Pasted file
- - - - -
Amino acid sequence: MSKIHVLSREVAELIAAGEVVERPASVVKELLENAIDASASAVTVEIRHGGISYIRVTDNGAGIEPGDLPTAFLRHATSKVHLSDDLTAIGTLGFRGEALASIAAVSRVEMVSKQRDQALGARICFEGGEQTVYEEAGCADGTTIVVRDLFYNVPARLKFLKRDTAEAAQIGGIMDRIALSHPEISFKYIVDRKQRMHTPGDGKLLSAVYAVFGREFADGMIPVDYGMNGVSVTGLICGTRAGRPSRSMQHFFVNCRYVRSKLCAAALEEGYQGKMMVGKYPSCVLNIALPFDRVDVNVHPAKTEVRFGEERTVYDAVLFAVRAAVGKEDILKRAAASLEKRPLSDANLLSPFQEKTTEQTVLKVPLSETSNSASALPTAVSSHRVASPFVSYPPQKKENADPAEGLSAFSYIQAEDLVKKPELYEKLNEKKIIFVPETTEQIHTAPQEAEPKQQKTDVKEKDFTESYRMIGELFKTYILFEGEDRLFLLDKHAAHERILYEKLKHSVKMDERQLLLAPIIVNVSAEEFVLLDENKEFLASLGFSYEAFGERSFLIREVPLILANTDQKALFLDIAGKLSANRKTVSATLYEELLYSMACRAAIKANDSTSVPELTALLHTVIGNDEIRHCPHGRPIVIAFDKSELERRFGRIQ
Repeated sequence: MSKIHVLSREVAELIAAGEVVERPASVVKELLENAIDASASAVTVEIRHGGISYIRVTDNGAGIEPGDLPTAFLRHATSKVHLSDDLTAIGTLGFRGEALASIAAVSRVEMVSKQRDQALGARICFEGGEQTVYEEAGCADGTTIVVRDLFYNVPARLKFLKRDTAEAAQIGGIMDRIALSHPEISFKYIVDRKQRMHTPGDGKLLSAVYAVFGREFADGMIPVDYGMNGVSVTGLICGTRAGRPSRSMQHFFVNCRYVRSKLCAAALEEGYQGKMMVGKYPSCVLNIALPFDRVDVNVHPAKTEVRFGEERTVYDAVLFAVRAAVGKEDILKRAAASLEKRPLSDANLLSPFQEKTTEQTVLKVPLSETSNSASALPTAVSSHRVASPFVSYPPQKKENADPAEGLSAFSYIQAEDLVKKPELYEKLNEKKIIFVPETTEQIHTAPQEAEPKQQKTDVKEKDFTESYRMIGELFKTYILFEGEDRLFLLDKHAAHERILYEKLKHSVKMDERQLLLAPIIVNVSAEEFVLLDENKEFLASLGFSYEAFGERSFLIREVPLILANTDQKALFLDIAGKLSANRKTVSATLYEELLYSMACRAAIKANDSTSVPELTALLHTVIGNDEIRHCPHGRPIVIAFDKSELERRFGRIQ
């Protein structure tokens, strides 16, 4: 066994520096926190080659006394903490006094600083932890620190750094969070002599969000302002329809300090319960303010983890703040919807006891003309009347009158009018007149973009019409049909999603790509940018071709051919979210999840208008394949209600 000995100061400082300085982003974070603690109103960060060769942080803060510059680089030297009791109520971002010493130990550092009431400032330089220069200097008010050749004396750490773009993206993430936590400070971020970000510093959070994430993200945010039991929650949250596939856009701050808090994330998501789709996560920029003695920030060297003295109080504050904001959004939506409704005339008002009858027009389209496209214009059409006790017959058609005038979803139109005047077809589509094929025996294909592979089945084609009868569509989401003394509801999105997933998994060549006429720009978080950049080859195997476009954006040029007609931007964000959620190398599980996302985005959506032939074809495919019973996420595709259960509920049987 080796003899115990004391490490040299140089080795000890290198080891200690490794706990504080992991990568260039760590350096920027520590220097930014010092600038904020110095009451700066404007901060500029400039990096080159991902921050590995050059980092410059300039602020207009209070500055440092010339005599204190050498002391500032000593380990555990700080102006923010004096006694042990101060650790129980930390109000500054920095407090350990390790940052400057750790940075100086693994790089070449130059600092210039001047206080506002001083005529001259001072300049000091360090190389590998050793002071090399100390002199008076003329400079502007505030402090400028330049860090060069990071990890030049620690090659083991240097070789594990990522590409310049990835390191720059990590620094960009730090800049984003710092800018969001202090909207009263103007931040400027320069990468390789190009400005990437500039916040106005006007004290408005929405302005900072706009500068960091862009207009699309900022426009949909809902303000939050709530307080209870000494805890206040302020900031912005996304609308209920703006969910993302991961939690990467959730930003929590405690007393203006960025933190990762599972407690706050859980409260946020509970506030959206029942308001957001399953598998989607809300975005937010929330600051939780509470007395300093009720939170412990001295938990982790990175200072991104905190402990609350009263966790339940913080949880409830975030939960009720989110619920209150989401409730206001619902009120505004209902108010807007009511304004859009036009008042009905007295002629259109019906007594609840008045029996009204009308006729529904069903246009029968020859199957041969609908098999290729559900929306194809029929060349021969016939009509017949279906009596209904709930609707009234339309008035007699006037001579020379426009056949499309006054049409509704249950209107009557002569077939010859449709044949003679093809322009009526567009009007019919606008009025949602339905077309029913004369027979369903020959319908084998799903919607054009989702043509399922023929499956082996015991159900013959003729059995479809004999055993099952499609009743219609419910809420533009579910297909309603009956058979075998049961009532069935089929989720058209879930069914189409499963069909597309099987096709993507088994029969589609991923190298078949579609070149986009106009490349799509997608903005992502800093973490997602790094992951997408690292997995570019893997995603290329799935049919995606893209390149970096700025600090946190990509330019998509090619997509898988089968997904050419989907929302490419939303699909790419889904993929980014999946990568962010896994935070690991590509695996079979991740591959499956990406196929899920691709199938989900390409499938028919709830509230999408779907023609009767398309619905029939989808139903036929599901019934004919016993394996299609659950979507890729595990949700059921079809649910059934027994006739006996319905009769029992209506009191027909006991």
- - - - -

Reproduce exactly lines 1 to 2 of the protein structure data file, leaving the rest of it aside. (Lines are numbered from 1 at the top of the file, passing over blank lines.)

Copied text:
Amino acid sequence: MSKIHVLSREVAELIAAGEVVERPASVVKELLENAIDASASAVTVEIRHGGISYIRVTDNGAGIEPGDLPTAFLRHATSKVHLSDDLTAIGTLGFRGEALASIAAVSRVEMVSKQRDQALGARICFEGGEQTVYEEAGCADGTTIVVRDLFYNVPARLKFLKRDTAEAAQIGGIMDRIALSHPEISFKYIVDRKQRMHTPGDGKLLSAVYAVFGREFADGMIPVDYGMNGVSVTGLICGTRAGRPSRSMQHFFVNCRYVRSKLCAAALEEGYQGKMMVGKYPSCVLNIALPFDRVDVNVHPAKTEVRFGEERTVYDAVLFAVRAAVGKEDILKRAAASLEKRPLSDANLLSPFQEKTTEQTVLKVPLSETSNSASALPTAVSSHRVASPFVSYPPQKKENADPAEGLSAFSYIQAEDLVKKPELYEKLNEKKIIFVPETTEQIHTAPQEAEPKQQKTDVKEKDFTESYRMIGELFKTYILFEGEDRLFLLDKHAAHERILYEKLKHSVKMDERQLLLAPIIVNVSAEEFVLLDENKEFLASLGFSYEAFGERSFLIREVPLILANTDQKALFLDIAGKLSANRKTVSATLYEELLYSMACRAAIKANDSTSVPELTALLHTVIGNDEIRHCPHGRPIVIAFDKSELERRFGRIQ
Repeated sequence: MSKIHVLSREVAELIAAGEVVERPASVVKELLENAIDASASAVTVEIRHGGISYIRVTDNGAGIEPGDLPTAFLRHATSKVHLSDDLTAIGTLGFRGEALASIAAVSRVEMVSKQRDQALGARICFEGGEQTVYEEAGCADGTTIVVRDLFYNVPARLKFLKRDTAEAAQIGGIMDRIALSHPEISFKYIVDRKQRMHTPGDGKLLSAVYAVFGREFADGMIPVDYGMNGVSVTGLICGTRAGRPSRSMQHFFVNCRYVRSKLCAAALEEGYQGKMMVGKYPSCVLNIALPFDRVDVNVHPAKTEVRFGEERTVYDAVLFAVRAAVGKEDILKRAAASLEKRPLSDANLLSPFQEKTTEQTVLKVPLSETSNSASALPTAVSSHRVASPFVSYPPQKKENADPAEGLSAFSYIQAEDLVKKPELYEKLNEKKIIFVPETTEQIHTAPQEAEPKQQKTDVKEKDFTESYRMIGELFKTYILFEGEDRLFLLDKHAAHERILYEKLKHSVKMDERQLLLAPIIVNVSAEEFVLLDENKEFLASLGFSYEAFGERSFLIREVPLILANTDQKALFLDIAGKLSANRKTVSATLYEELLYSMACRAAIKANDSTSVPELTALLHTVIGNDEIRHCPHGRPIVIAFDKSELERRFGRIQ